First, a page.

More than 200 have been killed and 1,000 injured in eastern Turkey as a 7.2-magnitude earthquake hit the area on Sunday.
Rescue teams are now desperately searching for survivors who are still trapped under the debris of the collapsed buildings in the Van region, many of them in the town of Ercris.
Interior Minister Idris Sahin said 117 have been killed in Ercris, with another 100 hundred killed in Van with a further 740 people were injured. Hundreds of people are still reported missing.
Rescue teams have been digging through the night to search for survivors, with residents setting up makeshift field hospitals, kitchens and tents to help the thousands who have been left homeless after the disaster hit.
Officials said hundreds of mud-brick homes in villages and concrete buildings in cities fell in the earthquake that hit the area of van, near the border with Iran, on Sunday.
Prime Minister Recep Tayyip Erdogan has been visiting the area and warned that the death toll could rise further as victims are uncovered in the wreckage of the buildings, with the area of Ercis being the worst-hit area.
"Because the buildings are made of adobe, they are more vulnerable to quakes. I must say that almost all buildings in such villages are destroyed," Erdogan said in a news conference.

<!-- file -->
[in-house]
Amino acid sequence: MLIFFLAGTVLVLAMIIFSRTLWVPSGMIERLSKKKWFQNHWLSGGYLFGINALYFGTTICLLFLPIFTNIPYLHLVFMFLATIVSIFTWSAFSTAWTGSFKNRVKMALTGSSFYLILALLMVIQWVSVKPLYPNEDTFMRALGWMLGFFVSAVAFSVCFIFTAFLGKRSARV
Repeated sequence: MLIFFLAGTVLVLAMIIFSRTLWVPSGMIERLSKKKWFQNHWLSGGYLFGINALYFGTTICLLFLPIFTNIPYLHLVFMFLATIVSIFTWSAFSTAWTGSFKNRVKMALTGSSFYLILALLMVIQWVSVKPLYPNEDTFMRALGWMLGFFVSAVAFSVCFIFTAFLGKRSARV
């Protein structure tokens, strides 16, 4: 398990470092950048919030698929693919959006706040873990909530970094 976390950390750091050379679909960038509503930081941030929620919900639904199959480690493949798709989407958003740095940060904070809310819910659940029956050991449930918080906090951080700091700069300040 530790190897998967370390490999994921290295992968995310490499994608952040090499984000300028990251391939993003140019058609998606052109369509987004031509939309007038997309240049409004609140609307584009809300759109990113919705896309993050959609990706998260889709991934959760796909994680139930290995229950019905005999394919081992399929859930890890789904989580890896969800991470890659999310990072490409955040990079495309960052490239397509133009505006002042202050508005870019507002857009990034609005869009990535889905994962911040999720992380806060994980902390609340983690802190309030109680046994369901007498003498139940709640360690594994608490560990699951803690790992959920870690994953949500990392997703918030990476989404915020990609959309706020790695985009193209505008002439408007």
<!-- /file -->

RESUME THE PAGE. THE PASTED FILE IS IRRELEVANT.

"We estimate around 1,000 buildings are damaged and our estimate is for hundreds of lives lost. It could be 500 or 1,000," said Mustafa Erdik, the general manager of the Kandilli Observatory.
The earthquake struck at 13:41 (10:41 GMT) at a depth of 20km (12 miles), with its epicentre 16km northeast of Van in eastern Turkey, according to the U.S. Geological Survey.
This was followed by a series of powerful aftershocks which were centred north of Van, including two of magnitude 5.6 soon after the quake and one of 6.0 late on Sunday.
In Van city, which has a population of around 500,000, residents fled into the streets in panic after the first shock.
"There are so many dead. Several buildings have collapsed, there is too much destruction, we need urgent aid. We need medics," Ercis' mayor, Zulfikar Arapoglu, said on NTV Television.
Many people have spent the night outdoors around lit campfires, while the Red Crescent set up tents in a nearby stadium.
Turkey is vulnerable to earthquakes because it lies in one of the world's most active seismic zones and is crossed by numerous fault lines.
In 1999, two earthquakes with a magnitude of more than 7 struck northwest Turkey, killing around 18,000 people.